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Can I Run a Generator in the Rain? Is It Dangerous?

generator

Running a generator in the rain can be dangerous. Do people run generators in the rain? Yes, they do. However, this is not advisable as it can cause some severe damage to both your properties and your life.

In this guide, we will answer this question in full, giving detailed information about running a generator in the rain, and whether or not it’s safe to do so.

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Should You Run Your Generator in the Rain?

There is a higher tendency for a blackout to occur when the weather is bad. In the seasons of torrential, pouring rains, tornadoes, and hurricanes, electric power often gets affected. Therefore, it is very common to see people using generators during times like this.

Running a generator in the rain can be extremely dangerous. It can lead to appliance damage and even death. Here are the dangers of running your generator in the rain.

Dangers of Running Your Generator in the Rain

1. Generator Malfunction

Portable Generator CARB compliant
Image credit: N-sky, Shutterstock

During rain, it is very likely for the ground to get flooded. If water seeps into the wirings and outlets of your generator, it can enter the fan and alternator and other important parts of the generator and cause your generator to stop functioning properly. Some of these damages are irreparable, and you might have to get a replacement.


2. Electrocution

You know that water and electricity are not the best of friends. Touching a wet generator while it is running can have a catastrophic effect. Also, standing in a puddle of water while operating the generator can be disastrous. If your hands are wet and you go to operate the generator, or you are trying to turn on the generator in the rain, it’s possible to get severely injured.


3. Possible Fire Outbreak

Water can get into the electrical outlets and cause a short circuit. This can cause sparks in the electrical wiring system and lead to a fire outbreak. A fire outbreak can, in turn, destroy your property and can even claim lives.


4. The Fuel Supply Will Be Cut Short

Water is denser than fuel, so if water gets into your fuel tank, then the water will rest at the bottom of the tank, automatically rendering your fuel useless.

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Safety Precautions to Adhere to When Running Generators

To ensure that your generators do not cause any sort of problems for you and to extend the life of the machine, there are some safety precautions that you should follow.

1. Protect Your Generator From the Rain

gasoline powered portable generator
Image Credit: canoniroff, Shutterstock

Natural water like rainwater contains some minerals that ionize the water molecules, enabling the water to conduct electricity. A finger on your generator when it is wet is enough to get you electrocuted, nevermind operating it in the rain. Therefore, the safest practice is to keep the generator away from rain completely.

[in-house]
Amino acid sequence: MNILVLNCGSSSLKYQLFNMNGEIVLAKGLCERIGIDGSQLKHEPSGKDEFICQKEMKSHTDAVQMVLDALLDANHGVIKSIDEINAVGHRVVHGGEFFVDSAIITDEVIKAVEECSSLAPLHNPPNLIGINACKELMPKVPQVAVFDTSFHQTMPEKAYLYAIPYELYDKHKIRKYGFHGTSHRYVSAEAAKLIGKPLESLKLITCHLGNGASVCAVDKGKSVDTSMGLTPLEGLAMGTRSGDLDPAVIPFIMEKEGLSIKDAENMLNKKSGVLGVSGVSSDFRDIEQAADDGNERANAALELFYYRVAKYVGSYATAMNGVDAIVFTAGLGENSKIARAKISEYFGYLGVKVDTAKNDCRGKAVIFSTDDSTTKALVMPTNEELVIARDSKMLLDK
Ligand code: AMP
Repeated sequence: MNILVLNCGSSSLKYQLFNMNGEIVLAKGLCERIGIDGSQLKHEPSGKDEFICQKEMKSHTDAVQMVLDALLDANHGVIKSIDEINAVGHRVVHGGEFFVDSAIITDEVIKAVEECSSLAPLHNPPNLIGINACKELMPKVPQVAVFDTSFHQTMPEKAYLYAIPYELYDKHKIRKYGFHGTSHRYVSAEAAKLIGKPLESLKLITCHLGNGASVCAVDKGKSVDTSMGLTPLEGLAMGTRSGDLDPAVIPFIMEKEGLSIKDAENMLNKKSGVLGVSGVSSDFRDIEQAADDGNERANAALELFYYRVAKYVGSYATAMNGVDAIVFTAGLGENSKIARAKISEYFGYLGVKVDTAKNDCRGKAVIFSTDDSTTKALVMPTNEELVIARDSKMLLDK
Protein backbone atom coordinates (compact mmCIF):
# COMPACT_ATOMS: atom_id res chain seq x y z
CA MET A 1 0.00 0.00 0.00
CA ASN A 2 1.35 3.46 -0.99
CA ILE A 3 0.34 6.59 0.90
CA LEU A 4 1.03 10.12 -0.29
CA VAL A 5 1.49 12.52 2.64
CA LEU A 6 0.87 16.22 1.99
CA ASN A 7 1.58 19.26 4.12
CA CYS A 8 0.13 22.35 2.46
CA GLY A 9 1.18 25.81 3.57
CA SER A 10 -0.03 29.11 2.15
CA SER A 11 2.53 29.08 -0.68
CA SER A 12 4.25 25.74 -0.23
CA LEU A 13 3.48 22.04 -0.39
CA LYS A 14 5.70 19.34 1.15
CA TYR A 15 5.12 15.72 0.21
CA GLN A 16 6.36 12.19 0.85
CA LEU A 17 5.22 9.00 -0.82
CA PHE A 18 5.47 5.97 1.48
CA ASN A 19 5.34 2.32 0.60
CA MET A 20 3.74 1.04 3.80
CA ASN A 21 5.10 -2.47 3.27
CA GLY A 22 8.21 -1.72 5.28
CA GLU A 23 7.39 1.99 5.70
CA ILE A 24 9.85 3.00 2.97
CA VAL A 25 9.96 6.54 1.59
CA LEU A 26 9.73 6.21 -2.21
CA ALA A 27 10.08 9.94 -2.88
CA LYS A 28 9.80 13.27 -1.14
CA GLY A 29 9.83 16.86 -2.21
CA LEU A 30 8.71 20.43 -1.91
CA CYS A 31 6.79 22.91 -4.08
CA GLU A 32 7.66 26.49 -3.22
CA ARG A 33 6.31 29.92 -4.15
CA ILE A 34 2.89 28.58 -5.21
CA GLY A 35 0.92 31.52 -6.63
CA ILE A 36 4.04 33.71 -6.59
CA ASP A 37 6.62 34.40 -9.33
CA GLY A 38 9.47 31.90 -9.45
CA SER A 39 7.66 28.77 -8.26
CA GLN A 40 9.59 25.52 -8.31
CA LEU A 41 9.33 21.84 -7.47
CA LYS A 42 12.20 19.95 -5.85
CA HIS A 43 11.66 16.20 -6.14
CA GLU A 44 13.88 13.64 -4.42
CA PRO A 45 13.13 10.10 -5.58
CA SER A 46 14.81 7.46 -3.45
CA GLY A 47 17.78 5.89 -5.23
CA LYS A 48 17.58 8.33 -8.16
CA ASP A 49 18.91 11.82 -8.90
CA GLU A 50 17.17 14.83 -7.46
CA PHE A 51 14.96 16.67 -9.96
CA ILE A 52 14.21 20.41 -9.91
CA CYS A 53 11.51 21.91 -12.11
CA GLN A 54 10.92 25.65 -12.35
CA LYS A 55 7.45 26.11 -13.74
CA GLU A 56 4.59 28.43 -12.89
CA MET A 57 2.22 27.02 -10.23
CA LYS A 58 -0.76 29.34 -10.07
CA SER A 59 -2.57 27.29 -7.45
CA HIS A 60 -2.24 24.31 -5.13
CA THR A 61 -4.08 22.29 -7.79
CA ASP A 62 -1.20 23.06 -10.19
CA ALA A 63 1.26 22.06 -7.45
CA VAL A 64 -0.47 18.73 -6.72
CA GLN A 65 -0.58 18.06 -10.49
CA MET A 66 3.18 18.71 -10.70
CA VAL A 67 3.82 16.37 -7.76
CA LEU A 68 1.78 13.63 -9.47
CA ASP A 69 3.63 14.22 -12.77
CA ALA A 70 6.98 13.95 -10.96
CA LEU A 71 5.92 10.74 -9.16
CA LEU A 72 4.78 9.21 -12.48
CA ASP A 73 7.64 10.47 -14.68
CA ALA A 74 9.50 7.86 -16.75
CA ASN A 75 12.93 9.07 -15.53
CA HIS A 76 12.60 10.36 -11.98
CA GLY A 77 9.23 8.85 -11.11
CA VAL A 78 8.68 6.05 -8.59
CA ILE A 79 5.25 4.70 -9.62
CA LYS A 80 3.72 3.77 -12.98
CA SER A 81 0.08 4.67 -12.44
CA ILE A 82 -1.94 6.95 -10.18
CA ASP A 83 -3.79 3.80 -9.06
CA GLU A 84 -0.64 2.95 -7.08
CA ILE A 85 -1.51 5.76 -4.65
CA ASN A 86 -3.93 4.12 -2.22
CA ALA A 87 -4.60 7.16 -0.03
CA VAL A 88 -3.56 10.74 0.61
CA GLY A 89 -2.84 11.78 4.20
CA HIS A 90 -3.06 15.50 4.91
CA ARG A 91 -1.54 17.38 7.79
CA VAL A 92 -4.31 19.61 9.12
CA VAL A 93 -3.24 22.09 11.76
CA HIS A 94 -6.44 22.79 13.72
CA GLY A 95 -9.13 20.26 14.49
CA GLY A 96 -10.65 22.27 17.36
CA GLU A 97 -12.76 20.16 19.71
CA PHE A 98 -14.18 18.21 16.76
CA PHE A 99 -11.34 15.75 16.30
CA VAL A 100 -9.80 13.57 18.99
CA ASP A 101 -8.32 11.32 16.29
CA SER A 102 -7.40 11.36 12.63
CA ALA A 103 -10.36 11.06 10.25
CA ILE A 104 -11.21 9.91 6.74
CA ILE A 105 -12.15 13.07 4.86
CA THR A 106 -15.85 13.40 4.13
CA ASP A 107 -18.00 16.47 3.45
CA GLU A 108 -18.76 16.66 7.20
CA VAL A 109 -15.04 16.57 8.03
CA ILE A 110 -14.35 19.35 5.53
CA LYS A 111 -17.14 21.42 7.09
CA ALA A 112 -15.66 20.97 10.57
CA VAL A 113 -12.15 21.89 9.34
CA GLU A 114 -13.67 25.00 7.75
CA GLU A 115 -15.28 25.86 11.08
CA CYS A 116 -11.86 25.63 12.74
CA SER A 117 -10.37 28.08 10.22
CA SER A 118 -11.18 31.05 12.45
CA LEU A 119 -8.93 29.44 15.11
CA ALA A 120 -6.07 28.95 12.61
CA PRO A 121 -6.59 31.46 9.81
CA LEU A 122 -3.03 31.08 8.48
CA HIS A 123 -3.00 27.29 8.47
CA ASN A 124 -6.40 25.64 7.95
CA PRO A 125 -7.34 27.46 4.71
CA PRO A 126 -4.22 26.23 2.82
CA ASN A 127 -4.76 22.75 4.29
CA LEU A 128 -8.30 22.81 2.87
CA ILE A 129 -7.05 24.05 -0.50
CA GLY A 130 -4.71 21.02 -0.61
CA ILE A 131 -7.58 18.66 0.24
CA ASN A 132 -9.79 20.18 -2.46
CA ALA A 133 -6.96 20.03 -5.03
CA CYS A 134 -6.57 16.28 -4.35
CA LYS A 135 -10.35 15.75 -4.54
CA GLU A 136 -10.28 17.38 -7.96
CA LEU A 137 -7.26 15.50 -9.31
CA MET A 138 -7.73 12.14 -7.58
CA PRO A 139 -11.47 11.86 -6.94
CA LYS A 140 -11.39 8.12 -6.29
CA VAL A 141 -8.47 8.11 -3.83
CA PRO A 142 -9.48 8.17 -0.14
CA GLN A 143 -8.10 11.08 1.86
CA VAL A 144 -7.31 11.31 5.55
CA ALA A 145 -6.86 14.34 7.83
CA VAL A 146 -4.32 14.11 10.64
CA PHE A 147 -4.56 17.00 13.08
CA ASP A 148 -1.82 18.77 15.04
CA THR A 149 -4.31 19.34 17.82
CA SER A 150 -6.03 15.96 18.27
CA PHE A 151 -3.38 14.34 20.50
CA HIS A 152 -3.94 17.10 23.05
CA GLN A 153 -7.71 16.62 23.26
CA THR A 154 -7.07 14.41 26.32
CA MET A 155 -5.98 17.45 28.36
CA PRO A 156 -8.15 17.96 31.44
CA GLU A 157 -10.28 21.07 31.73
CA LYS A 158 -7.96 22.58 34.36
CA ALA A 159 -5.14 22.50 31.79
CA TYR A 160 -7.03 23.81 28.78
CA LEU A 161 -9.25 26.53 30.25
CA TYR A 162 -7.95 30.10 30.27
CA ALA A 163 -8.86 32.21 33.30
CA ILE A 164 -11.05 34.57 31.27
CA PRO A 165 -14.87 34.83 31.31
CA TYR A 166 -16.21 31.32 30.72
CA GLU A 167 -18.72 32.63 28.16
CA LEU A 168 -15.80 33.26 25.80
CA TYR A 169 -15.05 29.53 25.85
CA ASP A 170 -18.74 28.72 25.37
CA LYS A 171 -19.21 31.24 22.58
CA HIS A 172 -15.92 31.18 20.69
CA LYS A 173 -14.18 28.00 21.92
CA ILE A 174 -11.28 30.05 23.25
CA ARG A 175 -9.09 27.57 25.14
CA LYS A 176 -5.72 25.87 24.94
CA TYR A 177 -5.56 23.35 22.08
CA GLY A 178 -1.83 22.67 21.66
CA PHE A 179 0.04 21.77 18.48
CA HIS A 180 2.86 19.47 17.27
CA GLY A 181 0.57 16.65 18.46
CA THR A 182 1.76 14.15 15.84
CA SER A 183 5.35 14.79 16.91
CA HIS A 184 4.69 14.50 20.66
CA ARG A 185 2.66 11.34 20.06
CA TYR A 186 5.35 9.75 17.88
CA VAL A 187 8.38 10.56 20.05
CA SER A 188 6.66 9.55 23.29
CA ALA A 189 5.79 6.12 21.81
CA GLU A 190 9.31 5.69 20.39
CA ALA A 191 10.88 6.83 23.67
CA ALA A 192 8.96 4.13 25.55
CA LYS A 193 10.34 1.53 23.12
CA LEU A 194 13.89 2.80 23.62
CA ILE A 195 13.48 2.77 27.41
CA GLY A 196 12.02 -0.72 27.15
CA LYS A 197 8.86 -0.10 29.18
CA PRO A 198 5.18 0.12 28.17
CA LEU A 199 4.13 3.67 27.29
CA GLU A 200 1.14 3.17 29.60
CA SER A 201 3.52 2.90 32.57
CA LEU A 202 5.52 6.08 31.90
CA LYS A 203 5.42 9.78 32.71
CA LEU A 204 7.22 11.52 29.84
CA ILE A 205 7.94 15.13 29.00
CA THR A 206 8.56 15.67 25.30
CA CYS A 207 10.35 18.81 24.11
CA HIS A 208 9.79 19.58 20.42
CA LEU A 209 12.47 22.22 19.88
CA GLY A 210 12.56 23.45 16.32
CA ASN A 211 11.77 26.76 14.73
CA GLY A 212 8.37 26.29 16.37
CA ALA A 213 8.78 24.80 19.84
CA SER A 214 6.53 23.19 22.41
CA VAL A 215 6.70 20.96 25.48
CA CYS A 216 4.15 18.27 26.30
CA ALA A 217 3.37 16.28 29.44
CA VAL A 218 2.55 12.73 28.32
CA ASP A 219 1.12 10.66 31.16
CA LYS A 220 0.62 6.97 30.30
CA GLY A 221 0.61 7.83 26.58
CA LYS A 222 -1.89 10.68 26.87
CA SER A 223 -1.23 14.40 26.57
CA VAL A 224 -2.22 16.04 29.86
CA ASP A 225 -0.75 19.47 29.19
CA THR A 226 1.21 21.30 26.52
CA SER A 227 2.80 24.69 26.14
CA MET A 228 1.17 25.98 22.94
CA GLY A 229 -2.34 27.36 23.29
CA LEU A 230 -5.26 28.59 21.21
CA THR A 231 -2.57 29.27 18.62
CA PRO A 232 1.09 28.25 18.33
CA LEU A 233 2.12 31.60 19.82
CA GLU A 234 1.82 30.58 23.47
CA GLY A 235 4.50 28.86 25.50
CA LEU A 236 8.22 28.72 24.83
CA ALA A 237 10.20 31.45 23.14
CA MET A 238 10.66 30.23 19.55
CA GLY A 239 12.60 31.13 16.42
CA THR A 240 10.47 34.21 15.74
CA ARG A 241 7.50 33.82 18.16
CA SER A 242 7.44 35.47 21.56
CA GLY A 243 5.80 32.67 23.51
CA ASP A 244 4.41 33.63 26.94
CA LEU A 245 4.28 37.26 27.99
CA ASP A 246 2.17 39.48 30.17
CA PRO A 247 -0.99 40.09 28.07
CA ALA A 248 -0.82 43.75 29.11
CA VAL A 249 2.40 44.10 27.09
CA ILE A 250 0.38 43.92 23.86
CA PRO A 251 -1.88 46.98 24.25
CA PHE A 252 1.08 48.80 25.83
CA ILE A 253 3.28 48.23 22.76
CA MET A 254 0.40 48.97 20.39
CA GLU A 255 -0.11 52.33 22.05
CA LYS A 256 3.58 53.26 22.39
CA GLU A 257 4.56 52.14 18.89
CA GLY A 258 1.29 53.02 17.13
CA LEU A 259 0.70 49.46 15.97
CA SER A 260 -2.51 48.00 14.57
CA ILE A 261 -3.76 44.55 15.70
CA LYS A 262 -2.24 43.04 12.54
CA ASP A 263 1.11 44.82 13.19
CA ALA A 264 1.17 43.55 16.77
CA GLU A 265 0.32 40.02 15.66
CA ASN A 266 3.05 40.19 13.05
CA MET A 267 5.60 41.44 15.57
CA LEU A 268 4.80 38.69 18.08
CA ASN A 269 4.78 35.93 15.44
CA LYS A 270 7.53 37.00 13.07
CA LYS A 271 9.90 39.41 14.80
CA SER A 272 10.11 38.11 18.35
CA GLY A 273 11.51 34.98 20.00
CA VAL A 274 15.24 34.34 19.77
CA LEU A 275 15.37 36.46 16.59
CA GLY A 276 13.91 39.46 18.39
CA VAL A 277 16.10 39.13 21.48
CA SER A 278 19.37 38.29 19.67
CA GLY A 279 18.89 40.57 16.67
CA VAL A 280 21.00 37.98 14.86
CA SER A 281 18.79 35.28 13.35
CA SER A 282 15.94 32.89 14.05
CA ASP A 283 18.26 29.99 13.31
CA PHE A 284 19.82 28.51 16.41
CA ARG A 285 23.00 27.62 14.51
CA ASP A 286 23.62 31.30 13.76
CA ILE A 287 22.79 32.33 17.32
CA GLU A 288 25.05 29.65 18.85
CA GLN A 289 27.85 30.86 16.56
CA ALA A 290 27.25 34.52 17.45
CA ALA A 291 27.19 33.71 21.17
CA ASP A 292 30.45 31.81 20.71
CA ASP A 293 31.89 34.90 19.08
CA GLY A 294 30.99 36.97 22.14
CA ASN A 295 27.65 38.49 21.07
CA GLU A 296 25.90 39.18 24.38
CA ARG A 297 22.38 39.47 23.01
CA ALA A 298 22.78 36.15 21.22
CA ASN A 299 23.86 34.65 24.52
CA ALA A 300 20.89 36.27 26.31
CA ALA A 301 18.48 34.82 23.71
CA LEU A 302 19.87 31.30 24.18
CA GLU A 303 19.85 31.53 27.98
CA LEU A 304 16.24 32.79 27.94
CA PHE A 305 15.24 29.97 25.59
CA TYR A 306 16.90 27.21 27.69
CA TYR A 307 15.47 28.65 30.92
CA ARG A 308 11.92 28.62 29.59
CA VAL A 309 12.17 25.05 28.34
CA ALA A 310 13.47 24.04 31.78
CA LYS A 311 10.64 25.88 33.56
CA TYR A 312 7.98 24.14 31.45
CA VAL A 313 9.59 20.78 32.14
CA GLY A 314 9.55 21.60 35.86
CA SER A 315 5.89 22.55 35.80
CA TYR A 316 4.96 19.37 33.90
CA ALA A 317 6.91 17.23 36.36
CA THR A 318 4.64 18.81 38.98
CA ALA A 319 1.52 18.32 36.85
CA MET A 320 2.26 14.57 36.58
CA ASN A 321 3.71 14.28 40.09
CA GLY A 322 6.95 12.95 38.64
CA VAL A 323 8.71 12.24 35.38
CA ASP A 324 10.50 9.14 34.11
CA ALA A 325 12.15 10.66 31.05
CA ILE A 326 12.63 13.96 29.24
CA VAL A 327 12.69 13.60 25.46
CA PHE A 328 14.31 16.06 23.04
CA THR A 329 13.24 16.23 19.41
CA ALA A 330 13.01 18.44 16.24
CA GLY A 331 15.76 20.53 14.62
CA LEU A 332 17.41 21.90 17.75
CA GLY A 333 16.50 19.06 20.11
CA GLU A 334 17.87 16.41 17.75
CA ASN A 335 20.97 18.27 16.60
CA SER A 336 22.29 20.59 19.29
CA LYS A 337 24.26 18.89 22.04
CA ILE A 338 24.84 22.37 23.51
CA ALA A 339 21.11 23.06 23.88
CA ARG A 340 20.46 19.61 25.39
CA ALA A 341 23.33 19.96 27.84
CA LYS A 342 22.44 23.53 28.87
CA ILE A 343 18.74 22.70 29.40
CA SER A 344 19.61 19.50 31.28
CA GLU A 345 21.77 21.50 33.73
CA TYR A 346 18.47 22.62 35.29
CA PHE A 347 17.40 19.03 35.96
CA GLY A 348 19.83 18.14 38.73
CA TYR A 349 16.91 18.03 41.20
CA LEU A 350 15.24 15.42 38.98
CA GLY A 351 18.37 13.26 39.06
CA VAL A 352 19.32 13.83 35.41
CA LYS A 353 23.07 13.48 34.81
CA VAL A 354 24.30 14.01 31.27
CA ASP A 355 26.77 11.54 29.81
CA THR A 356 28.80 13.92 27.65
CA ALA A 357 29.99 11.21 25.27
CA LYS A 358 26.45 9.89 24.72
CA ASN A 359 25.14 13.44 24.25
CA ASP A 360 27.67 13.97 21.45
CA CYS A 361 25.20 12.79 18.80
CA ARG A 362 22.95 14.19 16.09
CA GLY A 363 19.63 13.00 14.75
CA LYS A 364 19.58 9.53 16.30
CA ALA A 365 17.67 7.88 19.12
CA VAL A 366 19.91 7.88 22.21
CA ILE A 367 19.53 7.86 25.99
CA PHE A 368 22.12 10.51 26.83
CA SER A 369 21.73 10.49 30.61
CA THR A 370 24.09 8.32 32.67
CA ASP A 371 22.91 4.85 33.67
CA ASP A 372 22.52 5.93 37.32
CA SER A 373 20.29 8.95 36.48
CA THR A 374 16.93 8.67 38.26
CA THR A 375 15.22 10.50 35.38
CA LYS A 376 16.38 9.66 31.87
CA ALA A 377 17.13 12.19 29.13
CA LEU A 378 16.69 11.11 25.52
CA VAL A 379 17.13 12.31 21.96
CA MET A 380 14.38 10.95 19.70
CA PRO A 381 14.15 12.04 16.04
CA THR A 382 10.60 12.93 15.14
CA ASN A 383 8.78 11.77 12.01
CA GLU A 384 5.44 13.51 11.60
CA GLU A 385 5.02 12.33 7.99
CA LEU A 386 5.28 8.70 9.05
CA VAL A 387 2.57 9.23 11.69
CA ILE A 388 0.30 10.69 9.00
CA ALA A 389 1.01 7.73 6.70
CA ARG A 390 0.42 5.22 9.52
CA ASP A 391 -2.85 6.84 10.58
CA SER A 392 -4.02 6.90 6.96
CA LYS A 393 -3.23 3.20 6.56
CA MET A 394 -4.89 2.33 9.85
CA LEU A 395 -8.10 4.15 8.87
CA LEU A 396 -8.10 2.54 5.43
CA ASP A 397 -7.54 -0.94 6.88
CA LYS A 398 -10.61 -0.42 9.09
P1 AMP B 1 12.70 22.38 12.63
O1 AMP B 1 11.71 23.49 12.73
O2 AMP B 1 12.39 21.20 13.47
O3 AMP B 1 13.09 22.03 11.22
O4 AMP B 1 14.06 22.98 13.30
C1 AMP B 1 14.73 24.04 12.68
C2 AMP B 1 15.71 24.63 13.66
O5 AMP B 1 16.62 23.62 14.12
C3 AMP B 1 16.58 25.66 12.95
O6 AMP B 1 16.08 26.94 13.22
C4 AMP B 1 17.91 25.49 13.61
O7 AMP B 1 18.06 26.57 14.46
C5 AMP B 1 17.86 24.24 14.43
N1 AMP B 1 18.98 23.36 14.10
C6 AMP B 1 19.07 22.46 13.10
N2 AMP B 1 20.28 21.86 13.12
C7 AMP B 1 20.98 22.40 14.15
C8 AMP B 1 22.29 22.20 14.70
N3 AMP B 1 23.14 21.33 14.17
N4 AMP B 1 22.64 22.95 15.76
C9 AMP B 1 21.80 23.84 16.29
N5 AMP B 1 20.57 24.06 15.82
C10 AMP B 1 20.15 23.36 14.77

2. Keep the Generator Away From Your Home

Generators need an aerated environment to function properly. Keeping a generator indoors is very risky, even when the room is properly ventilated. When generators burn fuel, they emit toxins. These toxins can be very harmful, leading to suffocation and unconsciousness. Generators should be kept at least 10 feet away from your home.


3. Plugging Your Generator Into a Wall Outlet Is Dangerous

Plugging generators in wall outlets can lead to back feeding. Back feeding is the flow of electric current in the reverse direction, either intentionally or unintentionally. When back feeding occurs, it can damage your electrical systems either temporarily or permanently. It can also electrocute a person who makes contact with the generator cords or the main power lines.

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Tips to Run Your Generator Safely in the Rain

1. Keep the Generator Covered

portable solar generator
Image Credit: CL Shebley, Shutterstock

Even if it is raining, the generator does not necessarily need to be exposed to the rain. Instead, it can be covered or enclosed. Now, this is tricky because generators generally need to be properly ventilated. This means that the construction of a shelter for a generator must be strategic, allowing airflow and shielding the rain. It must also be built with sturdy materials to make it less resistant to wind and other natural elements.


2. Keep the Generator System Dry

Even when the generator is not in the rain, it is still possible for moisture to gather in some areas, which can be equally dangerous. Ensure that you do not touch the generator with wet hands. Also, ensure that the area surrounding the generator is dry. A generator sitting in a puddle of water is a disaster waiting to happen.


3. Keep Cables Hidden

If you are running cables from the generator to the source of power, then you need to ensure that the cables are intact. If the cables are frayed or exposed and they are open to the elements, there will be higher chances of an accident occurring.


4. Get a High-Quality Generator

Generators generally do not function under their best capacities when moisture is involved. However, a high-quality generator will withstand challenges more than a low-budget generator. It is best to purchase a generator that you can vouch for during difficult situations.

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Conclusion

We understand how important it might be for you to run a generator in the rain. However, if the weather conditions are extreme, it is smart to avoid running the generator. If you choose to do so, try and make sure your generator is dry at all times.

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Featured Image Credit: Virrage Images, Shutterstock

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